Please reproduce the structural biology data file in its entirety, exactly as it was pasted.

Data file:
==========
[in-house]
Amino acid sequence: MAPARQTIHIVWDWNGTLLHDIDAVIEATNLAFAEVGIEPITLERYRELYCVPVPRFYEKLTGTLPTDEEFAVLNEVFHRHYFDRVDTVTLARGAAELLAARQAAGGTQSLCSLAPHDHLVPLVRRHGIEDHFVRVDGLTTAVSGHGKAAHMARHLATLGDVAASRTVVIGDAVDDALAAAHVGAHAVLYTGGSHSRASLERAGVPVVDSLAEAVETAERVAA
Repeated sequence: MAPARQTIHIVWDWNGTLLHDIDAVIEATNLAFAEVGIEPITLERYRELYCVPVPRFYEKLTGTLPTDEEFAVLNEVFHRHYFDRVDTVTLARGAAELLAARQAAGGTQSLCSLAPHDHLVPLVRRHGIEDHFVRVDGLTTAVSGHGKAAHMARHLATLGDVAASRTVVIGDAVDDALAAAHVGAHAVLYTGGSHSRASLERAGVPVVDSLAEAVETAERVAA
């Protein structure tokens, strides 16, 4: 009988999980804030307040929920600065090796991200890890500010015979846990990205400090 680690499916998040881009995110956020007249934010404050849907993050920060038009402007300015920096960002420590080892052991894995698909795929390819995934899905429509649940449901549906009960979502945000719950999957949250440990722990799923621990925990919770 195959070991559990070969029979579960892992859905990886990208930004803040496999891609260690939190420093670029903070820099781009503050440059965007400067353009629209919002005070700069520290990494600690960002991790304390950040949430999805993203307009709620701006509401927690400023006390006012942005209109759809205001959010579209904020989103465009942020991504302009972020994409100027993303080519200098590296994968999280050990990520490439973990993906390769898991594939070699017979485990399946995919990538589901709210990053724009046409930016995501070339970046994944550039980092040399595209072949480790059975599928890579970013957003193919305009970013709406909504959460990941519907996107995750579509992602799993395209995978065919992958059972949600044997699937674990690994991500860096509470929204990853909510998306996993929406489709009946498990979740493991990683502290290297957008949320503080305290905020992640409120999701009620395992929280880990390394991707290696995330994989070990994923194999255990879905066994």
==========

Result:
[in-house]
Amino acid sequence: MAPARQTIHIVWDWNGTLLHDIDAVIEATNLAFAEVGIEPITLERYRELYCVPVPRFYEKLTGTLPTDEEFAVLNEVFHRHYFDRVDTVTLARGAAELLAARQAAGGTQSLCSLAPHDHLVPLVRRHGIEDHFVRVDGLTTAVSGHGKAAHMARHLATLGDVAASRTVVIGDAVDDALAAAHVGAHAVLYTGGSHSRASLERAGVPVVDSLAEAVETAERVAA
Repeated sequence: MAPARQTIHIVWDWNGTLLHDIDAVIEATNLAFAEVGIEPITLERYRELYCVPVPRFYEKLTGTLPTDEEFAVLNEVFHRHYFDRVDTVTLARGAAELLAARQAAGGTQSLCSLAPHDHLVPLVRRHGIEDHFVRVDGLTTAVSGHGKAAHMARHLATLGDVAASRTVVIGDAVDDALAAAHVGAHAVLYTGGSHSRASLERAGVPVVDSLAEAVETAERVAA
């Protein structure tokens, strides 16, 4: 009988999980804030307040929920600065090796991200890890500010015979846990990205400090 680690499916998040881009995110956020007249934010404050849907993050920060038009402007300015920096960002420590080892052991894995698909795929390819995934899905429509649940449901549906009960979502945000719950999957949250440990722990799923621990925990919770 195959070991559990070969029979579960892992859905990886990208930004803040496999891609260690939190420093670029903070820099781009503050440059965007400067353009629209919002005070700069520290990494600690960002991790304390950040949430999805993203307009709620701006509401927690400023006390006012942005209109759809205001959010579209904020989103465009942020991504302009972020994409100027993303080519200098590296994968999280050990990520490439973990993906390769898991594939070699017979485990399946995919990538589901709210990053724009046409930016995501070339970046994944550039980092040399595209072949480790059975599928890579970013957003193919305009970013709406909504959460990941519907996107995750579509992602799993395209995978065919992958059972949600044997699937674990690994991500860096509470929204990853909510998306996993929406489709009946498990979740493991990683502290290297957008949320503080305290905020992640409120999701009620395992929280880990390394991707290696995330994989070990994923194999255990879905066994």